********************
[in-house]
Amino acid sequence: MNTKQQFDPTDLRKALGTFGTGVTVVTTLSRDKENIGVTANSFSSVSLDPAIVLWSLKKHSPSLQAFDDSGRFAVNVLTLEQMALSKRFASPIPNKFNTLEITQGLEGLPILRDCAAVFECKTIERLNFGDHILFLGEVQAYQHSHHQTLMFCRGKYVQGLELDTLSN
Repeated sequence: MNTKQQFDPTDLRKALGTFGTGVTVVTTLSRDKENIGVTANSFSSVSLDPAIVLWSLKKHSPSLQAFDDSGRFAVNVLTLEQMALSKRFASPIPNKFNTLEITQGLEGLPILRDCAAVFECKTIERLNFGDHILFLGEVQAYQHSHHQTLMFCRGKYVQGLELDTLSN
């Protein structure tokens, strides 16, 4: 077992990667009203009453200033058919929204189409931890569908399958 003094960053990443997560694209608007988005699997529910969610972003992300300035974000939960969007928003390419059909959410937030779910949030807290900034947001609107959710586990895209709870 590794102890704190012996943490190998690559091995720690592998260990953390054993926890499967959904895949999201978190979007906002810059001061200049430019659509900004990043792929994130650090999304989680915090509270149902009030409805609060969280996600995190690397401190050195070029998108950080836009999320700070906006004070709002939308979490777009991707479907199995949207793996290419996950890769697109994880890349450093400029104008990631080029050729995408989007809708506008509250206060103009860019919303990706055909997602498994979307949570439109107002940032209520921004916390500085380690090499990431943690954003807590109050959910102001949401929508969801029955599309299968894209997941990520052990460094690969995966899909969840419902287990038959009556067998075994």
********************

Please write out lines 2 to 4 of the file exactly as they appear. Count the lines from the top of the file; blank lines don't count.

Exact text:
Amino acid sequence: MNTKQQFDPTDLRKALGTFGTGVTVVTTLSRDKENIGVTANSFSSVSLDPAIVLWSLKKHSPSLQAFDDSGRFAVNVLTLEQMALSKRFASPIPNKFNTLEITQGLEGLPILRDCAAVFECKTIERLNFGDHILFLGEVQAYQHSHHQTLMFCRGKYVQGLELDTLSN
Repeated sequence: MNTKQQFDPTDLRKALGTFGTGVTVVTTLSRDKENIGVTANSFSSVSLDPAIVLWSLKKHSPSLQAFDDSGRFAVNVLTLEQMALSKRFASPIPNKFNTLEITQGLEGLPILRDCAAVFECKTIERLNFGDHILFLGEVQAYQHSHHQTLMFCRGKYVQGLELDTLSN
């Protein structure tokens, strides 16, 4: 077992990667009203009453200033058919929204189409931890569908399958 003094960053990443997560694209608007988005699997529910969610972003992300300035974000939960969007928003390419059909959410937030779910949030807290900034947001609107959710586990895209709870 590794102890704190012996943490190998690559091995720690592998260990953390054993926890499967959904895949999201978190979007906002810059001061200049430019659509900004990043792929994130650090999304989680915090509270149902009030409805609060969280996600995190690397401190050195070029998108950080836009999320700070906006004070709002939308979490777009991707479907199995949207793996290419996950890769697109994880890349450093400029104008990631080029050729995408989007809708506008509250206060103009860019919303990706055909997602498994979307949570439109107002940032209520921004916390500085380690090499990431943690954003807590109050959910102001949401929508969801029955599309299968894209997941990520052990460094690969995966899909969840419902287990038959009556067998075994």